« on: September 13, 2014, 08:17:38 PM »
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Intel® Processor Graphics refers to the technology that provides graphics, compute, media,
and display capabilities for many of Intel’s SoC products. Within Intel, architects colloquially
refer to Intel® Processor Graphics architecture as simply “Gen”, short for Generation. A specific
generation of the Intel® Processor Graphics architecture may be referred to as “Gen6” for
generation 6, or “Gen7” for generation 7, etc. The branded products Intel® HD Graphics 4600,
Intel® Iris™ Graphics 5100, and Intel® Iris™ Pro Graphics 5200 are all derived from instances
of Intel® Processor Graphics Gen7.5 architecture. Intel® HD Graphics 5300 is the first released
product derived from an instance of Intel® Processor Graphics Gen8 architecture. This
whitepaper focuses on just the compute architecture within Intel® Processor Graphics
Gen8. For shorthand, in this paper we may use the term Gen8 compute architecture to refer
to just those compute components. The whitepaper also briefly discusses the instantiation of
Intel® Processor Graphics Gen8 within the recently released Intel® Core™ M Processor for low
power form factors. Additional processor products that include Intel Processor Graphics Gen8
may be released in the near future.
+ added a set of functions (gh_renderer.query_xxxx()) for GL_ARB_pipeline_statistics_query (OpenGL 4.5).
* GPU monitoring plugin: added GeForce GTX 745, GT 720, GTX 700M series, GT 700M series, 800M series and GTX 800M series.
* GPU monitoring plugin: updated with latest NVAPI R340.
* bugfix: the menubar is no longer displayed in fullscreen mode (Windows version).
+ added set_orientation_cubemap() to gh_camera lib.
+ added new plugin for Leap Motion device + new gh_leap library (Lua).
+ re-enabled log dialog box (Windows version) in Tools > Show log dialog box.
+ Lua print() redirected to log file.
+ added create_disc() to gh_mesh lib.
+ added gh_renderer.blending() and gh_renderer.blending_off() to quickly
enable/disable color blending.
+ added new openGL queries to gh_renderer.get_capability_4i().
! improved robustness of the Lua version of gh_utils.trace().
Announced earlier this week, the next-gen version of OpenGL is a complete, from-the-ground-up rewrite aimed at slashing overhead and giving developers more control over the hardware. In that sense, the upcoming API, which Huddy calls "OpenGL Next," will follow in the footsteps of Mantle and DirectX 12.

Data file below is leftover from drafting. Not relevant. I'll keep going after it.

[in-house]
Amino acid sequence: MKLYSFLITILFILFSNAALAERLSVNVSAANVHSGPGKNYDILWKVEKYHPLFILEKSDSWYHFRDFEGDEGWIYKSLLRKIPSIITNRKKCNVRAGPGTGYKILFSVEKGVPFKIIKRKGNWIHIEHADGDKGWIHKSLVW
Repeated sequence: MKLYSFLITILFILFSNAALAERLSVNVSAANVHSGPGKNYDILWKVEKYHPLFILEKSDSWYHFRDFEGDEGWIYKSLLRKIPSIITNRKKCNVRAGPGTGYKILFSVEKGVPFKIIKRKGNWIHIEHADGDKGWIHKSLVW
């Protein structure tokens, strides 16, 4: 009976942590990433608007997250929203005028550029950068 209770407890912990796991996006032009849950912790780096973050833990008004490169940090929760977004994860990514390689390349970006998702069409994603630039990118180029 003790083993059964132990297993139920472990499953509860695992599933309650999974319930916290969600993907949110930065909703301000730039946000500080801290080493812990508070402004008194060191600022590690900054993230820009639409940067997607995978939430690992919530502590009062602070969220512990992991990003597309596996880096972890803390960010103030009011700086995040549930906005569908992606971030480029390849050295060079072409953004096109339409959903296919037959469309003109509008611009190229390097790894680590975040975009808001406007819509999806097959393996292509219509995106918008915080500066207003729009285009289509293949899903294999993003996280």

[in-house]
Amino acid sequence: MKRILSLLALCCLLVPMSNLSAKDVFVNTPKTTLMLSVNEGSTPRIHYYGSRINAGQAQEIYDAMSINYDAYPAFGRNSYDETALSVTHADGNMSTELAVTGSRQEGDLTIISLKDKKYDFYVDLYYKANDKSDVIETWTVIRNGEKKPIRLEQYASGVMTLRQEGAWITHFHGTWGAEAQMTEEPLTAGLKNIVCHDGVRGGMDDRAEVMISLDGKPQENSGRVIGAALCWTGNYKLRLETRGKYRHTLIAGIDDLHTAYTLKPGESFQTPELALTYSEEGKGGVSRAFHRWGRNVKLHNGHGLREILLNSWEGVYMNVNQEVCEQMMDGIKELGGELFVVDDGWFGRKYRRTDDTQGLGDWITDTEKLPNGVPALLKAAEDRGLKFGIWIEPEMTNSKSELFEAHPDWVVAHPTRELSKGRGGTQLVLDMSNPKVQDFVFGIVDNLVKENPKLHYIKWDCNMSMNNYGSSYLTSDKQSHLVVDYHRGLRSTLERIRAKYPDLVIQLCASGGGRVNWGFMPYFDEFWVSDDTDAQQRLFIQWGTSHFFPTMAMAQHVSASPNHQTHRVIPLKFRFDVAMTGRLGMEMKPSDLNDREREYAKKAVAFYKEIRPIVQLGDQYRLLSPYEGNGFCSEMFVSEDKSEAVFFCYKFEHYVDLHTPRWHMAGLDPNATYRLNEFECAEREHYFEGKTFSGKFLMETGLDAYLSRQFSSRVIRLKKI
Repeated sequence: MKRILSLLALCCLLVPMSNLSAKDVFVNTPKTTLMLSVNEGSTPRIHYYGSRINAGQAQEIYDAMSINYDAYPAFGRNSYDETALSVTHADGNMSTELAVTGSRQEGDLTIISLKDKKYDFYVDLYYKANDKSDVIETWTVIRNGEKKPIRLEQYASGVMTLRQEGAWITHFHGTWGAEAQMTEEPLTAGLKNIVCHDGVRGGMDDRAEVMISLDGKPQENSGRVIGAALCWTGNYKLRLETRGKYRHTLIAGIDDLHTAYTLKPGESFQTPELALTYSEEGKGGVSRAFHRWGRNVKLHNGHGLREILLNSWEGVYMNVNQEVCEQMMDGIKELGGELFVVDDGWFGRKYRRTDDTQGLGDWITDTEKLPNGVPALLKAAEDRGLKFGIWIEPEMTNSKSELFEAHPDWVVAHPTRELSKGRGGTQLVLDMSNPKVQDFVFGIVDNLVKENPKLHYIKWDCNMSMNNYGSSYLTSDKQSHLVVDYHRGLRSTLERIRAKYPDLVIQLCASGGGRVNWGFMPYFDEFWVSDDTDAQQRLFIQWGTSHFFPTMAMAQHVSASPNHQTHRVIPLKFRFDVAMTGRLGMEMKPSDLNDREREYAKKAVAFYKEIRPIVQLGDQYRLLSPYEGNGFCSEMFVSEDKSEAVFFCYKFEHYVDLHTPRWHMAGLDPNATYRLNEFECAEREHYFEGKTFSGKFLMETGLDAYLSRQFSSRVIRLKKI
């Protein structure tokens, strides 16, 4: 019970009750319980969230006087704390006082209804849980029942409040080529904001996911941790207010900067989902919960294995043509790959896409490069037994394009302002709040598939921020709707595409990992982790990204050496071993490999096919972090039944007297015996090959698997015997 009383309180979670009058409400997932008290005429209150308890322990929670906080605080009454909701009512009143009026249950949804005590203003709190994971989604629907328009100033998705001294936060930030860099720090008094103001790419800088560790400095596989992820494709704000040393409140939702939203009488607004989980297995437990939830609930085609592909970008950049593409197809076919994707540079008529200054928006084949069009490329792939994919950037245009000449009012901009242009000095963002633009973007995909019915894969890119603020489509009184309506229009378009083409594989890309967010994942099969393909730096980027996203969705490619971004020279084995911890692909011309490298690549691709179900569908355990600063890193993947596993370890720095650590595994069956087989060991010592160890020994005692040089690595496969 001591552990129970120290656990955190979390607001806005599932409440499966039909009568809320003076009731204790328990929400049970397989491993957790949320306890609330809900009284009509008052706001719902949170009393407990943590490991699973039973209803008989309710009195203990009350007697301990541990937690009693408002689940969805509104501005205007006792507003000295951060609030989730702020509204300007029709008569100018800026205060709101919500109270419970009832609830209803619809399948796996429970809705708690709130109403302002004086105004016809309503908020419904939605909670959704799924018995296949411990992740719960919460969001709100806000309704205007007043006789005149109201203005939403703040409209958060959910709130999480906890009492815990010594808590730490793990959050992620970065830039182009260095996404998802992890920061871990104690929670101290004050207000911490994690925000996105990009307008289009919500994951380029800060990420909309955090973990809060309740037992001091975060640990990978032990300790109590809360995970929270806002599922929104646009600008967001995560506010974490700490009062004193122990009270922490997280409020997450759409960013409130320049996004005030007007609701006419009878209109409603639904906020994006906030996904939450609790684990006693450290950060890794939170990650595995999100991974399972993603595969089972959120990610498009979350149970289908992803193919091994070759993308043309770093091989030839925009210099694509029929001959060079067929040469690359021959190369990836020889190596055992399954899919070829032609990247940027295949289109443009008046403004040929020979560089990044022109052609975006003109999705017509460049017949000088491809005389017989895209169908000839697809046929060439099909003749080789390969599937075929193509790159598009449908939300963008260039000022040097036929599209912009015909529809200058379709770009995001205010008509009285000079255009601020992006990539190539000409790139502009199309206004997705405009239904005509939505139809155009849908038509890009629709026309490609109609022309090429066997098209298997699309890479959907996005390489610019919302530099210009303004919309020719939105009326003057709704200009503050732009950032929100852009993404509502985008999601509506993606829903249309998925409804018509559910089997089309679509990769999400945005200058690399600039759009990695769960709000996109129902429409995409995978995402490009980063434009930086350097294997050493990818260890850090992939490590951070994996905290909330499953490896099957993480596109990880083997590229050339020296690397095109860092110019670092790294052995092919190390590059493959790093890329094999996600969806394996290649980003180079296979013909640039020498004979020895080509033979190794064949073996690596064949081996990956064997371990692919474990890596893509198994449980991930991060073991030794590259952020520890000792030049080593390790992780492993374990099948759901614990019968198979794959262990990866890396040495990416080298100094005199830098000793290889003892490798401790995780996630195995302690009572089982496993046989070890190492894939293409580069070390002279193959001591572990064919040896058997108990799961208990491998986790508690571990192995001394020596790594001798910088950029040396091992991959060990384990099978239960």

Huddy told us AMD has done a "great deal of work" with the Khronos Group, the stewards of the OpenGL spec, on OpenGL Next. AMD has given the organization unfettered access to Mantle and told them, in so many words, "This is how we do it. If you want to take the same approach, go ahead." Khronos is free to take as many pages as it wants out of the Mantle playbook, and AMD will impose no restrictions, nor will it charge any licensing fees.
This week at SIGGRAPH 2014 Intel is showing a technology demo using Microsoft's upcoming DirectX 12 API that highlights the strong relationship between performance and power.
In the demo we render a scene of 50,000 fully dynamic and unique asteroids in one of two modes: maximum performance and maximum power saving. The application can switch between using the DirectX 11 and DirectX 12 APIs at the tap of a button. We are showing the demo in our SIGGRAPH booth running live on a Microsoft Surface Pro 3 tablet with an Intel® 4th Generation Core™ processor.
All of the results here were captured when the tablet was running in a steady, thermally-constrained state. This represents the experience of playing a demanding game for more than 10-15 minutes.
Image blur filters are commonly used in computer graphics – whether it is an integral part of a Depth of Field or HDR Bloom, or another post process effect, blur filters are present in most 3D game engines and often in multiple places. Blurring an image is a fairly trivial thing to do: just collect neighboring pixels, average them and you get your new value, right?
Well, yes, but there are different ways of doing it with different visual results, quality and performance.
In this article I’ll focus primarily on performance (and quality trade-offs), as the difference in cost between a naïve and a more optimal solution can sometimes be an order of magnitude, but also different algorithms can be more optimal on different hardware.
OpenGL 4.5 Specification Released
Khronos publicly released the OpenGL 4.5 specification today, bringing the very latest functionality to the industry’s most advanced 3D graphics API while maintaining full backwards compatibility, enabling applications to incrementally use new features. The full specification and reference materials are available for immediate download from the OpenGL Registry. New functionality in the core OpenGL 4.5 specification includes:
- Direct State Access (DSA) – object accessors enable state to be queried and modified without binding objects to contexts, for increased application and middleware efficiency and flexibility;
- Flush Control - applications can control flushing of pending commands before context switching – enabling high-performance multithreaded applications;
- Robustness - providing a secure platform for applications such as WebGL browsers, including preventing a GPU reset affecting any other running applications;
- OpenGL ES 3.1 API and shader compatibility – to enable the easy development and execution of the latest OpenGL ES applications on desktop systems;
- DX11 emulation features – for easier porting of applications between OpenGL and Direct3D.